The use of equity securities of the buyer provides incentives for the selling manager to perform in a manner consistent with the buyer's interests, and the use of non-cash consideration allows the buyer to leverage the cash it is using for the acquisition to obtain a better relative return on its investment in the management firm. A selling manager will usually want to receive at least enough cash to pay any tax on the gain realized from the transaction, unless a tax-free deal can be structured. With a proper deal structure, non-cash consideration may permit the selling manger to defer paying tax on the non-cash portion of the payments received, and allows an opportunity for the manager to participate in the buyer's equity appreciation and the greater liquidity and business diversification afforded by investing in the buying parent company.

An important issue where non-cash consideration is included is how to value these securities. If the transaction is not registered for securities law purposes, a discount may be appropriate since liquidity may be limited until stock sales are permitted under Securities Act Rule 144. To address this, registration rights may be negotiated to commit the buyer to register resales of the securities with the SEC.

Another negotiated issue may be a "lock up" request from the buyer to prohibit the selling manager from transfers of all (or an agreed portion) of the manager's buyer stock for some agreed period of time (up to one year usually) to keep the stock out of the market. A "lock up" is particularly appropriate where the selling manager will receive a large enough block of buyer stock that heavy selling by the manager could negatively impact the market trading price for buyer stock.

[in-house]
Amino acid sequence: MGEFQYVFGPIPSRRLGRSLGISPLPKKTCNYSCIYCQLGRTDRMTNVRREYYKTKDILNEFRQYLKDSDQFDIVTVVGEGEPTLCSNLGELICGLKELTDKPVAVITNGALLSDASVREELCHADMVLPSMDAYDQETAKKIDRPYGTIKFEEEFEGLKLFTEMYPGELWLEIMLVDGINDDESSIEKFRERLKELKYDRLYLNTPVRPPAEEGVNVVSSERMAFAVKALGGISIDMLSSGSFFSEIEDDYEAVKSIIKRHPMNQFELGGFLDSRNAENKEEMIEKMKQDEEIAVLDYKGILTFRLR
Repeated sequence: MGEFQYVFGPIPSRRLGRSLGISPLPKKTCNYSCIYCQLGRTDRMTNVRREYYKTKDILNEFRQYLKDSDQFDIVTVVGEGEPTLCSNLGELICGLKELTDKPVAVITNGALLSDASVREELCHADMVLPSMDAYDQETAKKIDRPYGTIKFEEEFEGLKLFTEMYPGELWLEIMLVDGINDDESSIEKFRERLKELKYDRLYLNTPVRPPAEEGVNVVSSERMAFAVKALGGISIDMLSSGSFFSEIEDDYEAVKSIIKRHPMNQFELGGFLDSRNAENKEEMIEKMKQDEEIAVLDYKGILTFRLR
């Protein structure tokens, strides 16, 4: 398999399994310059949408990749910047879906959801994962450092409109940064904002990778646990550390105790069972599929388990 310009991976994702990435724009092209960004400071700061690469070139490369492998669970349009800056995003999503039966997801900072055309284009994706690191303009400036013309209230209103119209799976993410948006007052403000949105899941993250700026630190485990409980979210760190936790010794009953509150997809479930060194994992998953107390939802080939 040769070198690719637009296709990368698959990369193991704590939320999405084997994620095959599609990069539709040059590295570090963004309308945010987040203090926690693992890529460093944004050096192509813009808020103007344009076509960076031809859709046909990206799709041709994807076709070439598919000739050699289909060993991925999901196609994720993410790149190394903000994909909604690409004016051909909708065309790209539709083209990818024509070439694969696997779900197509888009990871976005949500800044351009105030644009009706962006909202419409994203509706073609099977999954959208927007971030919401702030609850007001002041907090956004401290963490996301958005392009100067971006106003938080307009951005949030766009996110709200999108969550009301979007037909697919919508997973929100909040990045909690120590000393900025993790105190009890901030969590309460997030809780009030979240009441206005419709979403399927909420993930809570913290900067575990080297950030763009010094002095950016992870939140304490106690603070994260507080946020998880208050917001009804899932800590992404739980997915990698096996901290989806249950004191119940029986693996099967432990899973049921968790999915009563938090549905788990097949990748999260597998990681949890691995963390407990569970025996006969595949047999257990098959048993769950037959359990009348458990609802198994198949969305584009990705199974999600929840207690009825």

Post-deal firm management

Often the most difficult part of the discussions concerns management control of the firm after completion of the deal. In most cases, the buyer is only interested in the firm if the investment managers responsible for its past success agree to stay on board after the deal. Thus, there is usually little change in responsibility for investment management decisions. How business management decisions of the firm are made is another matter, with each buyer wanting a greater or lesser role in decisions that will affect its investment in the management firm. The threshold issue is the composition of the Board of Directors, Board of Managers or other supervisory authority. But the real details are found in a stockholders agreement, operating agreement or other document that spells out specifically which decisions can be made by management, which decisions require Board approval (or in some cases a super-majority of the Board), and which decisions must be approved by stockholders or by the buyer alone. These allocations of responsibility vary widely based on the relative interests of the parties; with day-to-day ordinary course of business decisions (like the hiring and firing of employees) frequently left to management; the Board having control of more fundamental or expensive decisions (like launching new products, making large capital expenditures, or approving an annual budget for the firm proposed by management); and stockholder or buyer approval being required for extraordinary transactions like a sale of the business. Pages and pages of contractual details on firm management procedures and responsibilities are the norm to document this critical "pre-nuptial" understanding of the parties.

Employment and incentives